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How to use the Adapter Design Pattern

An adapter design pattern is similar to how an electrical adapter lets your laptop work both in the US or UK even though voltages are different.

What is the Adapter Design Pattern?

When two heads of states who don’t speak a common language meet, usually a language interpreter sits between the two and translates the conversation, thus enabling communication. The Adapter pattern is similar in that it sits between two incompatible classes that otherwise can’t work with each other and lets them work together. Another example to consider is when one buys electronics from the USA and tries to use them in India. The two countries have different power voltages being distributed to consumers and using an electronic appliance from one country in another requires a physical adapter that steps up or down the voltage appropriately. The concept of the software adapter pattern is similar.

Formally, the adapter pattern is defined as allowing incompatible classes to work together by converting the interface of one class into another expected by the clients

Understand the Adapter Design Pattern

The class diagram consists of the following entities:

  • Target
  • Client
  • Adaptee
  • Adapter
  • Class
class diagram for  Adapter Design Pattern

Example of Adapter Design Pattern

Let’s take our aircraft example again. Your software only deals with fancy jets but suddenly you are required to adapt your software to cater to a local hot air balloon company. Rewriting your software from scratch is not feasible. To complicate matters the balloon company already provides you with classes that represent hot air balloons which are incompatible with your IAircraft interface, which you use to represent modern aircraft. We’ll use the adapter pattern to make the hot air balloon classes work with our existing infrastructure for aircraft. Let’s see what the balloon class looks like:

package com.poc;

public class HotAirBalloon {
	String gasUsed = "Helium";

	void fly(String gasUsed) {
// Take-off sequence based on the kind of feul
// Followed by more code.
	}

// Function returns the gas used by the balloon for flight
	String inflateWithGas() {
		return gasUsed;
	}
}

Unfortunately, the fly method for the HotAirBalloon class is parametrized and can’t work with the IAircraft interface. We’ll need an adapter here that can make the HotAirBalloon class work with the IAircraft interface. The adapter in pattern-speak should implement the client interface, which is the IAircraft interface.

public interface IAircraft {
void fly();
}

The adapter implementation would be the following:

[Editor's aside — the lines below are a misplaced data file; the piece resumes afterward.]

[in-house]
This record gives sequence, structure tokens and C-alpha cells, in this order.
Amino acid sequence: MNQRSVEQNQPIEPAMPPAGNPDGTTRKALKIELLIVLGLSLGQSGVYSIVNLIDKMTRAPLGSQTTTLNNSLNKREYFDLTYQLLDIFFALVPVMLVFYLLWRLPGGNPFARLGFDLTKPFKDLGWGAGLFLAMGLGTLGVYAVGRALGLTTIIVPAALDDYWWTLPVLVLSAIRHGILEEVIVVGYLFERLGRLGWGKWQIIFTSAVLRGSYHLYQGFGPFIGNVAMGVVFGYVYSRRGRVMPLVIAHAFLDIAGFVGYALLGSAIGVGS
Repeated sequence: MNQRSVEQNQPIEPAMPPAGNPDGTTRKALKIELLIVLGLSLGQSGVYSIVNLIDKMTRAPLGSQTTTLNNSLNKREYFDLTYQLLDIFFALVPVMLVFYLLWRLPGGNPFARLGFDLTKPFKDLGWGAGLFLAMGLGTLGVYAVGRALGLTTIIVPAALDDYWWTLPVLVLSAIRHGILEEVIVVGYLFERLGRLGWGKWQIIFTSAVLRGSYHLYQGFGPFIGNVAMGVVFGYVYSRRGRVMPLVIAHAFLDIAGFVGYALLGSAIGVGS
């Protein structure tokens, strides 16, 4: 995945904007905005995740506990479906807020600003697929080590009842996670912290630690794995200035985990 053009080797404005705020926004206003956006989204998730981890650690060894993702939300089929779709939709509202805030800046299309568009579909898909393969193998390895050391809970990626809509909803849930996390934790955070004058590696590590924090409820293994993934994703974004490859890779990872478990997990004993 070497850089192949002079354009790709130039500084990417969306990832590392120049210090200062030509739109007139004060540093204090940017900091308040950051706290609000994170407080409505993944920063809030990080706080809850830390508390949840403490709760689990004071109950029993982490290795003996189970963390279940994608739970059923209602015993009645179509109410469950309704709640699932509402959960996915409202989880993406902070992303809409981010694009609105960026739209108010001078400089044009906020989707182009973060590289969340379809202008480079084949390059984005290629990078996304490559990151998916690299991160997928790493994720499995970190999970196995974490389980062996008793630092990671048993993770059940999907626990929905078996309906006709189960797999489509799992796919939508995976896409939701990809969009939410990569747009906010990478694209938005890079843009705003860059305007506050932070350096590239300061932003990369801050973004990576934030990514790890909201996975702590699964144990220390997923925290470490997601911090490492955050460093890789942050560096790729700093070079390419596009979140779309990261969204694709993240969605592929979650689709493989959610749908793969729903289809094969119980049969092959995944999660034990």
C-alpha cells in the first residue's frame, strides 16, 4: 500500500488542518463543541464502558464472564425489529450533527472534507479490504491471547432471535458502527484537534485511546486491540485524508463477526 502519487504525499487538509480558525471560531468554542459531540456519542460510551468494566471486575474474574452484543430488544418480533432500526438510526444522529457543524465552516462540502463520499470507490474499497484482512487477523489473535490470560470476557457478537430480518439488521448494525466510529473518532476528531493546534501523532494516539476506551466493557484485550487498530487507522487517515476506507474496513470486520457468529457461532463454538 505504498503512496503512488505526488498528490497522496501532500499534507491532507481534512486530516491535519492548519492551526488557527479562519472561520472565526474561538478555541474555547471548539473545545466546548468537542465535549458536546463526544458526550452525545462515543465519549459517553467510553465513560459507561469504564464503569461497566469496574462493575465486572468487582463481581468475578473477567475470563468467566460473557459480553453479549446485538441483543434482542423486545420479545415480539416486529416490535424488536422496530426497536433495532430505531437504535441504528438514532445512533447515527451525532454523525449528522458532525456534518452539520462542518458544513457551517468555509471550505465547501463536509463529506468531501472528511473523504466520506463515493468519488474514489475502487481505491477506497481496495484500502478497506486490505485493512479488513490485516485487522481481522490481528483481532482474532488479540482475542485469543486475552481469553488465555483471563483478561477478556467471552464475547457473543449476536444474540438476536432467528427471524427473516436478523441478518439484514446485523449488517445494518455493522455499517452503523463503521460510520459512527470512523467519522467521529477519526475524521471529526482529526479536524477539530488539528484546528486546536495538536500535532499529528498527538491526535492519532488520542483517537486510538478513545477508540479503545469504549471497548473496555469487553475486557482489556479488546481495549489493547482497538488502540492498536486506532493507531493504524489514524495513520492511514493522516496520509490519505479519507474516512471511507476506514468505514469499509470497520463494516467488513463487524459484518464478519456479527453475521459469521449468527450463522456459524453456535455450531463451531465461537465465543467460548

package com.poc;

public class Adapter implements IAircraft {
	HotAirBalloon hotAirBalloon;

	public Adapter(HotAirBalloon hotAirBalloon) {
		this.hotAirBalloon = hotAirBalloon;
	}

	@Override
	public void fly() {
		String feulUsed = hotAirBalloon.inflateWithGas();
		hotAirBalloon.fly(feulUsed);
	}
}

The important things to note about the adapter are:

  • The adapter is composed with the Adaptee object, which in our case is the HotAirBalloon object.
  • The adapter implements the interface the client knows about and consumes. In this case, it is the IAircraft .

Let’s see the client code now

public void main() {
HotAirBalloon hotAirBalloon = new HotAirBalloon();
Adapter hotAirBalloonAdapter = new Adapter(hotAirBalloon);
hotAirBalloonAdapter.fly();
}

Note the client is manipulating objects that implement the IAircraft interface. It doesn’t know anything about the HotAirBalloon class and the adapter is responsible for masking the gory details for the client. The client can now make a hot air balloon fly even though it deviates from the fly() method enforced by the IAircraft interface.

Understand Object Adapter in Adapter Design Pattern

The hot air balloon example that we just discussed is really an object adapter example. We composed the adapter with the adaptee object to make incompatible classes work together. In the case of Java, we can only practice object adaptation for reasons you’ll learn shortly.
Using objects for adaptation gains us the usual benefits of object composition, The design becomes flexible and the adapter can stand in place of the adaptee or any of its subclassed-objects.

Understand Class Adapter in Adapter Design Pattern

The complementary concept to the object adapter is the class adapter. The class adapter works via multiple inheritances which aren’t supported in Java. However, the idea is that the adapter extends both, the interface in use by the client, as well as, the adaptee class. Adaptation works via inheritance instead of composition.
One benefit of the adaptation via inheritance is that behavior can be overridden or new functionality can be added in the adapter.

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